> Without wishing to disagree with Kjetil's overall point (which I intend to study closely), I wouldn't rule out mod_rewrite, if you still find a static-files-plus-apache solution to be attractive.  For me, mod_rewrite is legerdemain rather than black magic: it needs practice, but it's unlikely to imperil your immortal soul.
> I've included below a template .htaccess file which I've used to (statically) publish a set of SKOS vocabularies (see <http://www.ivoa.net/rdf/Vocabularies/AAkeys>).  This maps <.../foo> to <.../release-n.m/foo/foo.html> or .rdf or .ttl as appropriate.  The vocabularies in this case are single files rather than collections of lots of files, but this should give you the pattern.
> Incidentally, I'm also attaching the check-uris.sh.in script which is configured at the same time as this .htaccess file, and which checks that all of the files are being served as they should be.  The .htaccess file has a nasty syntax, and it's hard to debug, so having a mechanical check like this can be very reassuring, especially after software changes, for example.
> Best wishes,
> Norman
> ## Template Apache .htaccess file for serving vocabularies.
> ## This file is configured at make time, with the following
> ## substitutions:
> ##
> ##     @BASE@ should be the path component of the base URI of the
> ##     vocabulary distribution, that is, without the protocol and
> ##     authority components. 
> ##
> ##    @SUBDIR@ is a versioned subdirectory, where the public URIs
> ##    redirect to.  This is not an advertised directory, but it needs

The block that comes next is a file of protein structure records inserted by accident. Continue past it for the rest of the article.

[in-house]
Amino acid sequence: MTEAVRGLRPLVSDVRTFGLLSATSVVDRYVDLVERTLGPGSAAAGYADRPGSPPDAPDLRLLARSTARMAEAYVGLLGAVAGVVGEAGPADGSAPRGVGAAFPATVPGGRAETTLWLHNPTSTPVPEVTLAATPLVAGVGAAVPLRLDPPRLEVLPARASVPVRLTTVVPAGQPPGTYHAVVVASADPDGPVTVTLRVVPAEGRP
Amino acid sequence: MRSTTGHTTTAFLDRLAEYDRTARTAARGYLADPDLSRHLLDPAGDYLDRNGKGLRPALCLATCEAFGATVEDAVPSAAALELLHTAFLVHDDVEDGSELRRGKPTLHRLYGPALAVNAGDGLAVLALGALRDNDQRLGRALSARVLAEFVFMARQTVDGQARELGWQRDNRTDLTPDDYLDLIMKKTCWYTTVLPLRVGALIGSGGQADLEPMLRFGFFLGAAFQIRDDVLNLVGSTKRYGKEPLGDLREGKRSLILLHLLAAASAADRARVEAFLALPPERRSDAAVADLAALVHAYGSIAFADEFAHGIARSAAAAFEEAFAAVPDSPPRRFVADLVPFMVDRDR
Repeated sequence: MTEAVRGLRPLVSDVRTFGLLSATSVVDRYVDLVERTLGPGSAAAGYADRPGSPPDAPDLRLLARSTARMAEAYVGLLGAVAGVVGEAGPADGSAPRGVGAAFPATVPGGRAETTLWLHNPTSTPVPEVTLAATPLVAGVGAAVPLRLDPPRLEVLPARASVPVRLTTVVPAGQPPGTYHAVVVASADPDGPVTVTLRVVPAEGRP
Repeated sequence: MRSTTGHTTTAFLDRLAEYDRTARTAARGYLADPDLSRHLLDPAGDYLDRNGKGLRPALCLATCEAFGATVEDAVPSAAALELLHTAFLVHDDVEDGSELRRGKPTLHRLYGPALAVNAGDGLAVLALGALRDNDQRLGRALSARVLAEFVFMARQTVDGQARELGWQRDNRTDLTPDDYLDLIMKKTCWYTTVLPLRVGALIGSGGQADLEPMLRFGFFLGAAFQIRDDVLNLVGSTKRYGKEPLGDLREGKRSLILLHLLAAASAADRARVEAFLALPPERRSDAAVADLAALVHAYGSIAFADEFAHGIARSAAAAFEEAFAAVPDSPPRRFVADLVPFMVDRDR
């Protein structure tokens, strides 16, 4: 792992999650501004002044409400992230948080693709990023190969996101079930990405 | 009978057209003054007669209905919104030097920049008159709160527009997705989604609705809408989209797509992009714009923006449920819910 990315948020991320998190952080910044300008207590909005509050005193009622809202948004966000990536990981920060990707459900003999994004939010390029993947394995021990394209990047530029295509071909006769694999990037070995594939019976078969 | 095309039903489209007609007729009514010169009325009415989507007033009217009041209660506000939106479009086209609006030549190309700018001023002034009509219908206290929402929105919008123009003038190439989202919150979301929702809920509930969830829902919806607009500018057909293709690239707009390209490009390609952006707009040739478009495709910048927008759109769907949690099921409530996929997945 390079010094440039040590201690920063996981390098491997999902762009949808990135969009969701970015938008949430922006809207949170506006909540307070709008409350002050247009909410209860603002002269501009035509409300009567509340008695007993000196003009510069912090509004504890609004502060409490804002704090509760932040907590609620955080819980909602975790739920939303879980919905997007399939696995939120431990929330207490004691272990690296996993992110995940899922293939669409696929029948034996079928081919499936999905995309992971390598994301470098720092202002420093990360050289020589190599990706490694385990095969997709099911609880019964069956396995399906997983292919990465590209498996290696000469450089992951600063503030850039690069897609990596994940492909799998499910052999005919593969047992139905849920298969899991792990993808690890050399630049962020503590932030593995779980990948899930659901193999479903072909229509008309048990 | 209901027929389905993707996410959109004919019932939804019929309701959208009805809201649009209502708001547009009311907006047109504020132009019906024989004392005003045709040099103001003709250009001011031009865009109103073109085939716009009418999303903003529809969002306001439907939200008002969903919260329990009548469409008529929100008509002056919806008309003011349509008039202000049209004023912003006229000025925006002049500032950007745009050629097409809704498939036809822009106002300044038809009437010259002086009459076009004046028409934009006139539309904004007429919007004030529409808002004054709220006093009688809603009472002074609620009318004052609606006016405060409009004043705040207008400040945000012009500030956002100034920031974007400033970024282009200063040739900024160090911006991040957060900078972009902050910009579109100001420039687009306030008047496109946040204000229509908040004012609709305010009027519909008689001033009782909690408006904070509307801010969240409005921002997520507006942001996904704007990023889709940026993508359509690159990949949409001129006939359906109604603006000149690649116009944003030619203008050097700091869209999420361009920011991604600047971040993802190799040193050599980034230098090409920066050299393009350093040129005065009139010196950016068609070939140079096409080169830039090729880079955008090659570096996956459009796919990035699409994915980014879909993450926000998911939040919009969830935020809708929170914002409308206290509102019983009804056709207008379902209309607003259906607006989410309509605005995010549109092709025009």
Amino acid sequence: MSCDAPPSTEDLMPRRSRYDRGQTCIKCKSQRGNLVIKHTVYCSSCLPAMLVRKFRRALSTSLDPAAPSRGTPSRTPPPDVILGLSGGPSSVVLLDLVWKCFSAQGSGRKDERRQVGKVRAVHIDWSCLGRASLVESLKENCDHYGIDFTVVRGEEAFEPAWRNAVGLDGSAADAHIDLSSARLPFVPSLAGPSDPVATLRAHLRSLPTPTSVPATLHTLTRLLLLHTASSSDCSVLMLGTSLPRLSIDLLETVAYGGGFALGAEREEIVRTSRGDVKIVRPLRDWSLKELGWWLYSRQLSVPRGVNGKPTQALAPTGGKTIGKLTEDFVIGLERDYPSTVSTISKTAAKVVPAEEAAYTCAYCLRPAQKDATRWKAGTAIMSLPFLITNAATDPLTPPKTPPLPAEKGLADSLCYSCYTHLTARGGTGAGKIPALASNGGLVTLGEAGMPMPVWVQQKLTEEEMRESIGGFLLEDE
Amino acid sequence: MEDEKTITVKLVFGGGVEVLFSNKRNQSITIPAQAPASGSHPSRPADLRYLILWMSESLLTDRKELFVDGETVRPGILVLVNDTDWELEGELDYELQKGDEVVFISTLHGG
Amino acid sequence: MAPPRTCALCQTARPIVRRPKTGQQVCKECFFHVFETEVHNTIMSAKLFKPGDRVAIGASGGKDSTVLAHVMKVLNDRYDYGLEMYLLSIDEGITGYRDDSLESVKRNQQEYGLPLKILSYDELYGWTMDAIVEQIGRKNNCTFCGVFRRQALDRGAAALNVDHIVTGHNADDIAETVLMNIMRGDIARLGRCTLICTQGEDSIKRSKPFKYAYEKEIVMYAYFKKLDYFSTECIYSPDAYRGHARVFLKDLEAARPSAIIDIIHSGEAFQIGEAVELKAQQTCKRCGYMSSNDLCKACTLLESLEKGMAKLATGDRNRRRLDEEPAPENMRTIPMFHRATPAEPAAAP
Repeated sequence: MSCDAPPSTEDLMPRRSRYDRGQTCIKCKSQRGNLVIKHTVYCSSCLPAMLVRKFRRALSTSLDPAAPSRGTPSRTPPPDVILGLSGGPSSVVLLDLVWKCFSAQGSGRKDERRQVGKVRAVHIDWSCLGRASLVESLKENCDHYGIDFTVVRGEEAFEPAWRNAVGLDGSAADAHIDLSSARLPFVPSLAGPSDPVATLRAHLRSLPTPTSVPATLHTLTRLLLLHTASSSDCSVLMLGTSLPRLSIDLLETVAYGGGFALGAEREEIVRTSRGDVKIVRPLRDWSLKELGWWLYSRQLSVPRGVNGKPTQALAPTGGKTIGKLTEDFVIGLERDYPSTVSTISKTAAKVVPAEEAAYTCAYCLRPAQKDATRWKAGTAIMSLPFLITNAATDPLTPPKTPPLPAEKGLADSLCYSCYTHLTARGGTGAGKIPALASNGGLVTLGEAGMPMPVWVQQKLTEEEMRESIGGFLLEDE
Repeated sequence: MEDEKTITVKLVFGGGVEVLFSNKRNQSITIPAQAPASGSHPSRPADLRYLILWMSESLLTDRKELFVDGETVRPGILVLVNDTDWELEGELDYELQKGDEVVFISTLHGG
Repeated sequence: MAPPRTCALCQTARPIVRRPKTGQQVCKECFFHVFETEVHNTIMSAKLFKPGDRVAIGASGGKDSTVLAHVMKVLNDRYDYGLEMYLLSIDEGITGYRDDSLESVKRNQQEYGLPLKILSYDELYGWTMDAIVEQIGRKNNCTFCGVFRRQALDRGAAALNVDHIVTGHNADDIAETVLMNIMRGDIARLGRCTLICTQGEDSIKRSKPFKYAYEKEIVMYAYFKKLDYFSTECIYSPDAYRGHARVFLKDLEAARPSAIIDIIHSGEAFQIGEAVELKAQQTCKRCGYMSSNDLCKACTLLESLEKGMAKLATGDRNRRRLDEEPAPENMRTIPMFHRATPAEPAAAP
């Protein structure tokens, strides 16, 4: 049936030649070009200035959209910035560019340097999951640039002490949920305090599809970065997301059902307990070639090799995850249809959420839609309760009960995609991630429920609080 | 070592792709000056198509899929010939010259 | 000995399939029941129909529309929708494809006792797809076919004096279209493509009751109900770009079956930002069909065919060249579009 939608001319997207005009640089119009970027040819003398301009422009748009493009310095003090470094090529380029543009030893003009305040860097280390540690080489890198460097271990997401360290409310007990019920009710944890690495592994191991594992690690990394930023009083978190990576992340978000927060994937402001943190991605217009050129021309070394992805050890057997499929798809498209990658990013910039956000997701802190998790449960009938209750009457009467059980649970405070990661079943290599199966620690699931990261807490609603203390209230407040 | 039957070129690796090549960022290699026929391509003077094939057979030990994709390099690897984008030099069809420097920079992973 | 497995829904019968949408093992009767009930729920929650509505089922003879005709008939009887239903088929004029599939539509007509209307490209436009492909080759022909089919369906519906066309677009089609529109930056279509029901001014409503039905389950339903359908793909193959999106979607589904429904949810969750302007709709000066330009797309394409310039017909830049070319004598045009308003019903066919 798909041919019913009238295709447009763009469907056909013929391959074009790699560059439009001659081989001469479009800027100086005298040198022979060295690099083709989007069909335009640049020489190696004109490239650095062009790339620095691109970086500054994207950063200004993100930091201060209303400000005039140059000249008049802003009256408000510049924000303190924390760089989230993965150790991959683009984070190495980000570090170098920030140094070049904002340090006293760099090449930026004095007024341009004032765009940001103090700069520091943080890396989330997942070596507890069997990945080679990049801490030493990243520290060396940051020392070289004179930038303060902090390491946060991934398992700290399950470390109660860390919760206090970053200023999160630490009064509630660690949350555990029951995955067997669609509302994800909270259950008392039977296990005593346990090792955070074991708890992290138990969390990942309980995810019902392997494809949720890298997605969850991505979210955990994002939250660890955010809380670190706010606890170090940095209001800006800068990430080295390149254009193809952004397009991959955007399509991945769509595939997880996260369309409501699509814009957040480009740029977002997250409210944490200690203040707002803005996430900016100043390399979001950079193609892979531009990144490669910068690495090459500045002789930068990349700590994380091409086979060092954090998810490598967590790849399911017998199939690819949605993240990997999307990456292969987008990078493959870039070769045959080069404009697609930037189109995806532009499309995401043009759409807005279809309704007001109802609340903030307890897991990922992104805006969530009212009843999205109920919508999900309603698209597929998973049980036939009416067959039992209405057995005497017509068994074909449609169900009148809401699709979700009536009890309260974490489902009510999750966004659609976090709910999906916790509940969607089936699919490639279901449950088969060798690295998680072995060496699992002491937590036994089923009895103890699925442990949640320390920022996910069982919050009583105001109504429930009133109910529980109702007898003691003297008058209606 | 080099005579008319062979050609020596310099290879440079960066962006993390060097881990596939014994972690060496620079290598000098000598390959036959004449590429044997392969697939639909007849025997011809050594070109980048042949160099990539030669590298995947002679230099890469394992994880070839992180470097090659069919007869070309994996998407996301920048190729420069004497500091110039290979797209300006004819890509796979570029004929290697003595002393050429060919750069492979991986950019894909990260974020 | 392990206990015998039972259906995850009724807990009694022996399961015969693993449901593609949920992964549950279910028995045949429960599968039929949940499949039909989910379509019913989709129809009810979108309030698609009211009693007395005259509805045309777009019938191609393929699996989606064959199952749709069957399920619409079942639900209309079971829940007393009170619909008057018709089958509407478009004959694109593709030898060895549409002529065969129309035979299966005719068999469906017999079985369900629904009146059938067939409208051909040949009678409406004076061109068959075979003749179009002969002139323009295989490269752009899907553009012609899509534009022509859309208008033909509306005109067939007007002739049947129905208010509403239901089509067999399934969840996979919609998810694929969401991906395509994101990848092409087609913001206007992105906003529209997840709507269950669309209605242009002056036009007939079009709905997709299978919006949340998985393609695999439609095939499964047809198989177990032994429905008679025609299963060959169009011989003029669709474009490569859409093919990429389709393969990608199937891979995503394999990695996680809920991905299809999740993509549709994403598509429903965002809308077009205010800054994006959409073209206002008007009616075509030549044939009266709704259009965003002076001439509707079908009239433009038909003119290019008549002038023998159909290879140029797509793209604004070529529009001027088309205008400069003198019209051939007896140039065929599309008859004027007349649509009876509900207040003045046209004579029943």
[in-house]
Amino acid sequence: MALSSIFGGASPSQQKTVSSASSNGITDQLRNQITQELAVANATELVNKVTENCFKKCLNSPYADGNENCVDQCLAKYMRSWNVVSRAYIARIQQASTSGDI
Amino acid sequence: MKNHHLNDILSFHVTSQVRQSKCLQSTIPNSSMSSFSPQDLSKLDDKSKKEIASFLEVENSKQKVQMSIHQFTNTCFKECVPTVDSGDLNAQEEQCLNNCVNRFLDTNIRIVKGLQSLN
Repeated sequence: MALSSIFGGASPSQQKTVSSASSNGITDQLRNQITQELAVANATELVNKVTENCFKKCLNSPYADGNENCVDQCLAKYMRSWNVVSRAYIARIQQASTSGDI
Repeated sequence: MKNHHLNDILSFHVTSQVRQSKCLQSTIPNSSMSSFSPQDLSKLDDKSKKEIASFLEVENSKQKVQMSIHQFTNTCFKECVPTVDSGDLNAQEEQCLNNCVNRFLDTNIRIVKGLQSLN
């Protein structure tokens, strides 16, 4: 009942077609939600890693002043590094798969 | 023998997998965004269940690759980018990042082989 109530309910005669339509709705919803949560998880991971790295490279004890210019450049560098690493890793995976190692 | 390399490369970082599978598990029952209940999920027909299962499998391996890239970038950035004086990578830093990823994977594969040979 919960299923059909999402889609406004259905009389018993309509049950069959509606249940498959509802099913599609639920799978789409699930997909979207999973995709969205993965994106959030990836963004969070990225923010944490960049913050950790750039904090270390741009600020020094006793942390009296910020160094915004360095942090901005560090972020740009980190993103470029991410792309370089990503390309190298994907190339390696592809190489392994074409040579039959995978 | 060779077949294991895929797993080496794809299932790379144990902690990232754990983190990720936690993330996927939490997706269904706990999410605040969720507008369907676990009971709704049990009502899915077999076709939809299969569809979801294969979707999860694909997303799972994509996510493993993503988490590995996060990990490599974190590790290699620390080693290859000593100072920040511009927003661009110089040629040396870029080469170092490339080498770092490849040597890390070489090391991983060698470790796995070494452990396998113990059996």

> ##    to be generally accessible.
> ##
> ##    @FILEOPTS@ is a list of the supported vocabulary names,
> ##    separated by vertical bars.  For example 'AOIM|AAkeys'.  This
> ##     lists the vocabularies which this file will actually serve.
> ##
> ## This file is patterned after Recipe 3 in the W3C document 'Best
> ## Practice Recipes for Publishing RDF Vocabularies', at
> ## <http://www.w3.org/TR/swbp-vocab-pub/>
> # Apache .htaccess file
> AddType application/rdf+xml .rdf
> # The MIME type for .n3 should be text/rdf+n3, not application/n3:
> # see MIME notes at <http://www.w3.org/2000/10/swap/doc/changes.html>
> #
> # The MIME type for Turtle is text/turtle, though this has not
> # completed its registration: see
> # <http://www.w3.org/TeamSubmission/turtle/#sec-mediaReg>
> AddType text/rdf+n3 .n3
> AddType text/turtle .ttl
> # For Charset types, see <http://www.iana.org/assignments/character-sets>
> AddCharset UTF-8 .n3
> AddCharset UTF-8 .ttl
> AddCharset UTF-8 .html
> RewriteEngine On
> # This base must match the directory where this file is located.
> RewriteBase @BASE@
> RewriteCond %{HTTP_ACCEPT} application/rdf\+xml
> RewriteRule ^(@FILEOPTS@)$ @SUBDIR@/$1/$1.rdf [R=303]
> RewriteCond %{HTTP_ACCEPT} text/rdf\+n3 [OR]
> RewriteCond %{HTTP_ACCEPT} application/n3 [OR]
> RewriteCond %{HTTP_ACCEPT} text/turtle
> RewriteRule ^(@FILEOPTS@)$ @SUBDIR@/$1/$1.ttl [R=303]
> # No accept conditions: make the .html version the default
> RewriteRule ^(@FILEOPTS@)$ @SUBDIR@/$1/$1.html [R=303]
> -- 
> Norman Gray  :  http://nxg.me.uk
> SUPA School of Physics and Astronomy, University of Glasgow, UK
> <check-uris.sh.in>
Received on Tuesday, 25 September 2012 22:44:59 UTC

This archive was generated by hypermail 2.4.0 : Thursday, 24 March 2022 20:30:01 UTC